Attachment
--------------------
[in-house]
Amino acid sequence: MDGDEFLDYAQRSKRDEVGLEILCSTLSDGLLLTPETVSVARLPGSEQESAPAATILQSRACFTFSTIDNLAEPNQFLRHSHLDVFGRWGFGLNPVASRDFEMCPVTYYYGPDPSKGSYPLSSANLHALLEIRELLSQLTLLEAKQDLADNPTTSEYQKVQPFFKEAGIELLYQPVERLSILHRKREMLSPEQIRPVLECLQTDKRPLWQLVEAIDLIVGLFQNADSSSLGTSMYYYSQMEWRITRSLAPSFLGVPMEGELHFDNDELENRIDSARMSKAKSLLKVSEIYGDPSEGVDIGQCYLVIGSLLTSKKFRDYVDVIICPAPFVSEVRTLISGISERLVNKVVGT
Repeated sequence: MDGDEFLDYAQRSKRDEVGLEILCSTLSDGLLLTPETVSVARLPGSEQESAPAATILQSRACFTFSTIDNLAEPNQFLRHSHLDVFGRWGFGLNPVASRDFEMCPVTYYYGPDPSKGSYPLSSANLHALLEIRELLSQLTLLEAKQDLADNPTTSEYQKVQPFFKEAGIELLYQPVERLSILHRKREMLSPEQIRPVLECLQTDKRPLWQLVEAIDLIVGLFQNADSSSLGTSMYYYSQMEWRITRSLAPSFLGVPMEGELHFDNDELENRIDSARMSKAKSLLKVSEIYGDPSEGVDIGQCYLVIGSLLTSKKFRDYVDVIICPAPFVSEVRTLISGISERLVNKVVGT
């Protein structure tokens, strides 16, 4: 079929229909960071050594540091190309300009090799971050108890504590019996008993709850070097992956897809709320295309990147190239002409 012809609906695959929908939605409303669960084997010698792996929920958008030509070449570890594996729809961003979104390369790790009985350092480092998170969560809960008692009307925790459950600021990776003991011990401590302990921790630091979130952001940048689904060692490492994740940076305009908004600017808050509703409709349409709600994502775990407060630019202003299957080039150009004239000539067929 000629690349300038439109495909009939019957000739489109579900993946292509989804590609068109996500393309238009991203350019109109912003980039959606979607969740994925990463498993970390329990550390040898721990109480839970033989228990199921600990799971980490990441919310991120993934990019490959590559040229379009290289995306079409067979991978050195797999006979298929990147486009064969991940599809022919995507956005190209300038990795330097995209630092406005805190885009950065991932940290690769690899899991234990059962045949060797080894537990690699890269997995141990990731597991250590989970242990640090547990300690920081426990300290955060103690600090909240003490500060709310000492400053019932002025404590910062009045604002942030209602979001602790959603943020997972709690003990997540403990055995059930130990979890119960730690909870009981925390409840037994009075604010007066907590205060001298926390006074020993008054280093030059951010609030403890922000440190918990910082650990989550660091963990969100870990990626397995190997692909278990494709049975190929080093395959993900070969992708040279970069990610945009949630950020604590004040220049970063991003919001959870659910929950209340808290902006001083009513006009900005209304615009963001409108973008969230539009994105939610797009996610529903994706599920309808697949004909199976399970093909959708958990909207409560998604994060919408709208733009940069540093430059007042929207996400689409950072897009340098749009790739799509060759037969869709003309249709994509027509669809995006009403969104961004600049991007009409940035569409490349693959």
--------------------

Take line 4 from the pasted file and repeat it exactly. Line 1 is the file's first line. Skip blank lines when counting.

């Protein structure tokens, strides 16, 4: 079929229909960071050594540091190309300009090799971050108890504590019996008993709850070097992956897809709320295309990147190239002409 012809609906695959929908939605409303669960084997010698792996929920958008030509070449570890594996729809961003979104390369790790009985350092480092998170969560809960008692009307925790459950600021990776003991011990401590302990921790630091979130952001940048689904060692490492994740940076305009908004600017808050509703409709349409709600994502775990407060630019202003299957080039150009004239000539067929 000629690349300038439109495909009939019957000739489109579900993946292509989804590609068109996500393309238009991203350019109109912003980039959606979607969740994925990463498993970390329990550390040898721990109480839970033989228990199921600990799971980490990441919310991120993934990019490959590559040229379009290289995306079409067979991978050195797999006979298929990147486009064969991940599809022919995507956005190209300038990795330097995209630092406005805190885009950065991932940290690769690899899991234990059962045949060797080894537990690699890269997995141990990731597991250590989970242990640090547990300690920081426990300290955060103690600090909240003490500060709310000492400053019932002025404590910062009045604002942030209602979001602790959603943020997972709690003990997540403990055995059930130990979890119960730690909870009981925390409840037994009075604010007066907590205060001298926390006074020993008054280093030059951010609030403890922000440190918990910082650990989550660091963990969100870990990626397995190997692909278990494709049975190929080093395959993900070969992708040279970069990610945009949630950020604590004040220049970063991003919001959870659910929950209340808290902006001083009513006009900005209304615009963001409108973008969230539009994105939610797009996610529903994706599920309808697949004909199976399970093909959708958990909207409560998604994060919408709208733009940069540093430059007042929207996400689409950072897009340098749009790739799509060759037969869709003309249709994509027509669809995006009403969104961004600049991007009409940035569409490349693959």